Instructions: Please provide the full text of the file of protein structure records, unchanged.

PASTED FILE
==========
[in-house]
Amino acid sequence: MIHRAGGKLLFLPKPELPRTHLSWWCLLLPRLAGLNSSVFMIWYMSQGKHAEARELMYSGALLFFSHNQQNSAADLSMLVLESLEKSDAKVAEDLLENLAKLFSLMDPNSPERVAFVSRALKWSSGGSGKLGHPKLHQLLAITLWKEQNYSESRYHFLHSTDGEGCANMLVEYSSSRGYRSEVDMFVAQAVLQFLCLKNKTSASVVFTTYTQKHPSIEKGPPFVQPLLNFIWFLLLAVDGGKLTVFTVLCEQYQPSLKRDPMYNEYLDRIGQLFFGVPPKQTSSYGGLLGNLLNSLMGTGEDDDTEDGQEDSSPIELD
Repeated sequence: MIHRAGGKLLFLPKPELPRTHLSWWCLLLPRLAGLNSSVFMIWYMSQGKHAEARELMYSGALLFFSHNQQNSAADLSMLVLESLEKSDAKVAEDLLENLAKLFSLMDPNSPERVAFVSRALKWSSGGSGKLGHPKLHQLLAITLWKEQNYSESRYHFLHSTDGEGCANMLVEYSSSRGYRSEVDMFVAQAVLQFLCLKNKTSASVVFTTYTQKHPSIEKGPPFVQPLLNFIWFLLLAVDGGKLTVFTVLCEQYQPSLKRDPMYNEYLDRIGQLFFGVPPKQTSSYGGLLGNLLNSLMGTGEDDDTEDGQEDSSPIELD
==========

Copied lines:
[in-house]
Amino acid sequence: MIHRAGGKLLFLPKPELPRTHLSWWCLLLPRLAGLNSSVFMIWYMSQGKHAEARELMYSGALLFFSHNQQNSAADLSMLVLESLEKSDAKVAEDLLENLAKLFSLMDPNSPERVAFVSRALKWSSGGSGKLGHPKLHQLLAITLWKEQNYSESRYHFLHSTDGEGCANMLVEYSSSRGYRSEVDMFVAQAVLQFLCLKNKTSASVVFTTYTQKHPSIEKGPPFVQPLLNFIWFLLLAVDGGKLTVFTVLCEQYQPSLKRDPMYNEYLDRIGQLFFGVPPKQTSSYGGLLGNLLNSLMGTGEDDDTEDGQEDSSPIELD
Repeated sequence: MIHRAGGKLLFLPKPELPRTHLSWWCLLLPRLAGLNSSVFMIWYMSQGKHAEARELMYSGALLFFSHNQQNSAADLSMLVLESLEKSDAKVAEDLLENLAKLFSLMDPNSPERVAFVSRALKWSSGGSGKLGHPKLHQLLAITLWKEQNYSESRYHFLHSTDGEGCANMLVEYSSSRGYRSEVDMFVAQAVLQFLCLKNKTSASVVFTTYTQKHPSIEKGPPFVQPLLNFIWFLLLAVDGGKLTVFTVLCEQYQPSLKRDPMYNEYLDRIGQLFFGVPPKQTSSYGGLLGNLLNSLMGTGEDDDTEDGQEDSSPIELD